The Somali Cabinet condemned the Memorandum of Understanding (MoU) between the breakaway region of Somaliland and Ethiopia as a violation of sovereignty, but there’s little that it can do to change the on-the-ground reality that’s been in place for over the past three decades. Somaliland restored its independence in 1991 after the 31-year unification project with some of its co-ethnics failed, but it remained unrecognized until the MoU saw Addis agree to become the first UN member state to do so.

In exchange for this and granting that country stakes in its national airline, Ethiopia will receive commercial-military port rights that’ll finally resolve its landlocked dilemma that’s been in place since Eritrea’s independence in 1993. In the intervening three decades, Somaliland proved that it has all the characteristics of a sovereign state by defending its existence, improving its people’s livelihoods through socio-economic development, and successfully managing its own armed forces, among other factors.

Ethiopia had been reluctant to change the geopolitical status quo through formal recognition of this reality despite cultivating ties with Somaliland but reversed its position in pursuit of the greater regional good related to resolving its aforesaid dilemma and the domestic-international problems that it entails. Prime Minister (PM) Dr. Abiy Ahmed wouldn’t have done this had any of the surrounding states accepted his proposal to swap stakes in his country’s national companies for commercial-military port rights.

They remained influenced by the regional security dilemma into perceiving his proposal as a threat, especially after the pro-government online Eritrean community fearmongered (possibly with the involvement of their country’s intelligence) that Ethiopia was plotting to annex its neighbors. Instead of containing Ethiopia and perpetuating its landlocked dilemma like that information warfare campaign intended, it backfired by compelling Ethiopia to negotiate with Somaliland out of an absence of choice.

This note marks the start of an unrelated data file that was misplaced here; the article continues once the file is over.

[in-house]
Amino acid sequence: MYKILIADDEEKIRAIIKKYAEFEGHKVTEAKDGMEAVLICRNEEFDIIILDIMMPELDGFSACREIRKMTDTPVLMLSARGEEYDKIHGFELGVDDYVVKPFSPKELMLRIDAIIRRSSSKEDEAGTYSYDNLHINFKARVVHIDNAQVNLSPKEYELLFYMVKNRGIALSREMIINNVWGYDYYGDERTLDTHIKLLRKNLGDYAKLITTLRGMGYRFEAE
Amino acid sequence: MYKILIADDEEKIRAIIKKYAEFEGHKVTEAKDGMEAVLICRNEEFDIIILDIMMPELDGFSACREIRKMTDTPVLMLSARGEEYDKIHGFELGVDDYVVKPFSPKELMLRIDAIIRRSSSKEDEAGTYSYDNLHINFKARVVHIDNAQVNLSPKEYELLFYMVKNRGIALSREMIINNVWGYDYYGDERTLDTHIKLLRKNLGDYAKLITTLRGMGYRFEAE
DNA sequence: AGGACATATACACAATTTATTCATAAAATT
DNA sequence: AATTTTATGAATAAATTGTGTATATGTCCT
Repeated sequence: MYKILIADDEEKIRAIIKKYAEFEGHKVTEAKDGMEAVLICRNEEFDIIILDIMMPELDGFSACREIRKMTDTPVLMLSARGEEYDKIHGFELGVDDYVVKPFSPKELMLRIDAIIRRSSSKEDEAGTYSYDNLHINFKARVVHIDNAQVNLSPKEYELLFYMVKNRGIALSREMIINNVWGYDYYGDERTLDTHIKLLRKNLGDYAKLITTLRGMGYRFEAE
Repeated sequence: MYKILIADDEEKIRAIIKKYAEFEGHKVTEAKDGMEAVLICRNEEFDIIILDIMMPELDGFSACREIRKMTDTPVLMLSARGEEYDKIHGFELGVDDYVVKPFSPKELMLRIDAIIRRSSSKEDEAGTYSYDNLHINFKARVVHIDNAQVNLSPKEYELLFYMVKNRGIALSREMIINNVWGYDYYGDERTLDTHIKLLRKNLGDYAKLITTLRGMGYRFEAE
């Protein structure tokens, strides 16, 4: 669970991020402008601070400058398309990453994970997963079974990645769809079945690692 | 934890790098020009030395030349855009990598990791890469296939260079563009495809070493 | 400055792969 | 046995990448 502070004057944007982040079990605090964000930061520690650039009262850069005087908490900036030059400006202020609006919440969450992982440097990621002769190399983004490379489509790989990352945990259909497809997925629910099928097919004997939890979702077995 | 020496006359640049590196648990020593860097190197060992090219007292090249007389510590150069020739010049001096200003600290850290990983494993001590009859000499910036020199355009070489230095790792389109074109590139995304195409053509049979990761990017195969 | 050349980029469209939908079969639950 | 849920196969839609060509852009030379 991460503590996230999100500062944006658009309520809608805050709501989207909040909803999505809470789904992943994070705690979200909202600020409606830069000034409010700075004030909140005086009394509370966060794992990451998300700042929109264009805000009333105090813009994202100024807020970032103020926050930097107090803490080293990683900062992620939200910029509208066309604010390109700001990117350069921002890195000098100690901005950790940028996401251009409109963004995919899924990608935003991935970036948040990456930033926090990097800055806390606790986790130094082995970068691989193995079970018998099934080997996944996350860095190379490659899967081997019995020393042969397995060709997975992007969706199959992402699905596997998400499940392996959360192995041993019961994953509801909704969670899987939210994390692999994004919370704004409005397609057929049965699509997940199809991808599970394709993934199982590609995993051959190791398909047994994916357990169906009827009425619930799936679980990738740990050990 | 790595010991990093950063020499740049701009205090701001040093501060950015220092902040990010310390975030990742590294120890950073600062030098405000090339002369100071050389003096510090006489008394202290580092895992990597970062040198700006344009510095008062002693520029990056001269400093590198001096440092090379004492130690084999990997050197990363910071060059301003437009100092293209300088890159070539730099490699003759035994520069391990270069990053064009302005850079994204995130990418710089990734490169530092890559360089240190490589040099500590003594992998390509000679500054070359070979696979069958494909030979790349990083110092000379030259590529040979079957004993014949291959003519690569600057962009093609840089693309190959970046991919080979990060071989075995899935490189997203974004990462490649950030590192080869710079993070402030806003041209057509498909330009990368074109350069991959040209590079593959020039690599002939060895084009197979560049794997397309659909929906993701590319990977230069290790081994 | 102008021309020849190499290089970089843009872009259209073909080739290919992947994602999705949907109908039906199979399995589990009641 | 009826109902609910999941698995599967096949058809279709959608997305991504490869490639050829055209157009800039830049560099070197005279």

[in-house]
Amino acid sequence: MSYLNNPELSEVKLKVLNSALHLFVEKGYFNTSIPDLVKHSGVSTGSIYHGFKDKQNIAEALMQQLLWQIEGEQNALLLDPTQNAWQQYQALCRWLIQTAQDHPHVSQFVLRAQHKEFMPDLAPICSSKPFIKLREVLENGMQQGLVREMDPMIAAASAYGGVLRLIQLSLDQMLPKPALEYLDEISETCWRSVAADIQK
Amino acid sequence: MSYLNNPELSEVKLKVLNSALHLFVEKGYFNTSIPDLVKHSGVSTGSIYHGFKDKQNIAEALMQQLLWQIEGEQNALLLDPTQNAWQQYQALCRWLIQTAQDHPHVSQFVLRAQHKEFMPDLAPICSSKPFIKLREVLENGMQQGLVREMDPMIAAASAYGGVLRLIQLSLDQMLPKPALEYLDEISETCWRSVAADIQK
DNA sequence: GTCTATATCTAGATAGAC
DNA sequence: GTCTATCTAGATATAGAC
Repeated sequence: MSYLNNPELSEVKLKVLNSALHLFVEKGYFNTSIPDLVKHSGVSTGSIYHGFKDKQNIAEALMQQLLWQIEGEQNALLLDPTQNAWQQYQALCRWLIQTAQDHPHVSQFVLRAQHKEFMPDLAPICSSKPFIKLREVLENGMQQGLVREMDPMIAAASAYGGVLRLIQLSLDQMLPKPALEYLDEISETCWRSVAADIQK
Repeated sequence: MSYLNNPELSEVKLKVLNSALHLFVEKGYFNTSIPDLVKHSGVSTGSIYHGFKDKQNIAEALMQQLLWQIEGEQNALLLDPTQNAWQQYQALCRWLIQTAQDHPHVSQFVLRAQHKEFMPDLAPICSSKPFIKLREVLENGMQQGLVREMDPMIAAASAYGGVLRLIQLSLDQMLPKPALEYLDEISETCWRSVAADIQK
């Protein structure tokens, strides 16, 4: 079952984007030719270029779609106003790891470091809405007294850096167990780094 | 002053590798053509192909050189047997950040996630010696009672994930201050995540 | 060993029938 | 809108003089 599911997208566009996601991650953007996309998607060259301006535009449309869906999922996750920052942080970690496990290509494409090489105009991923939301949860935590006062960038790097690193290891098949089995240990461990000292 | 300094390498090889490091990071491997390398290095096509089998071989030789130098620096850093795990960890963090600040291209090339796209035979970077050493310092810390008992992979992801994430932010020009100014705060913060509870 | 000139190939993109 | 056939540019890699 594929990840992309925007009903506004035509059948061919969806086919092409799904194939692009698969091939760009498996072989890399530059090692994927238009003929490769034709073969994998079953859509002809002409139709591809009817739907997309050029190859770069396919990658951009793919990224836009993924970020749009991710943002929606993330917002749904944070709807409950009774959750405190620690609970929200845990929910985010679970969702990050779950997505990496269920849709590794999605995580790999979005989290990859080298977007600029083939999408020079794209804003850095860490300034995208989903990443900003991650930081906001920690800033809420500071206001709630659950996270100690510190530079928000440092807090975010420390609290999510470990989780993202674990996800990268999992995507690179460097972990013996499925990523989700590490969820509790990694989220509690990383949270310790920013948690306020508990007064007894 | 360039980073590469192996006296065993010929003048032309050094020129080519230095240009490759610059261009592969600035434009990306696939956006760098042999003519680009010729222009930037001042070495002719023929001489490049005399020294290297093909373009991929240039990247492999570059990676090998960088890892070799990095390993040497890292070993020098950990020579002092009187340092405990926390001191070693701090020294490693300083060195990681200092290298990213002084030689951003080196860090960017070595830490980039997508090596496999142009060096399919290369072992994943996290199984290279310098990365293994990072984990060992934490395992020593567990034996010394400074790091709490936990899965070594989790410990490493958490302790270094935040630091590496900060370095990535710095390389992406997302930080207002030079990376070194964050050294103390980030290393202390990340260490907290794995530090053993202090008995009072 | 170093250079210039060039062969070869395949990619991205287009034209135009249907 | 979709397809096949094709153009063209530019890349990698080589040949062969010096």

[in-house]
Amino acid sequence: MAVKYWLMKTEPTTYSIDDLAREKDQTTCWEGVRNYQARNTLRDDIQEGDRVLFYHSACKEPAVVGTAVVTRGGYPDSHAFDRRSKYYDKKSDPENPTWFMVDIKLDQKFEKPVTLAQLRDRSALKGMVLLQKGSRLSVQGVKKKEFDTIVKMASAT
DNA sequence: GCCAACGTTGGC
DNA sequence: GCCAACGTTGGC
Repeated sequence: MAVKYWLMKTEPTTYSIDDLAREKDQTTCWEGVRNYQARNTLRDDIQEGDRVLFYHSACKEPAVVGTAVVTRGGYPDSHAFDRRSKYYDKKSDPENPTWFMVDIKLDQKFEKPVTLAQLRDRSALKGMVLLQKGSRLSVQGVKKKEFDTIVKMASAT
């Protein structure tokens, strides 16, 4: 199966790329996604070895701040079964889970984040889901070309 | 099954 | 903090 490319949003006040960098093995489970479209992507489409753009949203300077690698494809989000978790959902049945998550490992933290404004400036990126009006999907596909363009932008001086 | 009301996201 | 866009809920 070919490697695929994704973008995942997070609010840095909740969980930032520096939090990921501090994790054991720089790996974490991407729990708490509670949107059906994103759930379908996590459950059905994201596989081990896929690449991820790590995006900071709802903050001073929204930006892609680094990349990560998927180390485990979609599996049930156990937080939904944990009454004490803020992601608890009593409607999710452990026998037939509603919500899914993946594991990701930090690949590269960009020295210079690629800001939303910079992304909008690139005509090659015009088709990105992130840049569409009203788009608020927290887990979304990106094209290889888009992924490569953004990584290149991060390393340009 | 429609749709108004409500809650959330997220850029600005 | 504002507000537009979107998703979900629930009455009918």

No matter how upset this makes Somalia, the only ones to blame are itself and the other countries that rejected PM Abiy’s proposal, but Mogadishu is more at fault than anyone else for creating the conditions under which Somaliland separated in the first place and then failing to resolve their dispute till now. As it presently stands, Somalia is struggling to defend itself from Al Shabaab and restore the state’s writ over several highly autonomous regions that are sometimes at odds with the federal government.

This conflict-beleaguered country therefore isn’t in a position to regain sovereignty over Somaliland, which it should accept as soon as possible in order to avoid wasting more financial and military resources in what would certainly be a doomed-to-fail attempt at trying to change this reality. The military dimension of the latest MoU with Ethiopia coupled with UAE’s investments in Somaliland’s port of Berbera that Abu Dhabi would also likely protect with force if needed work against Somalia’s plans.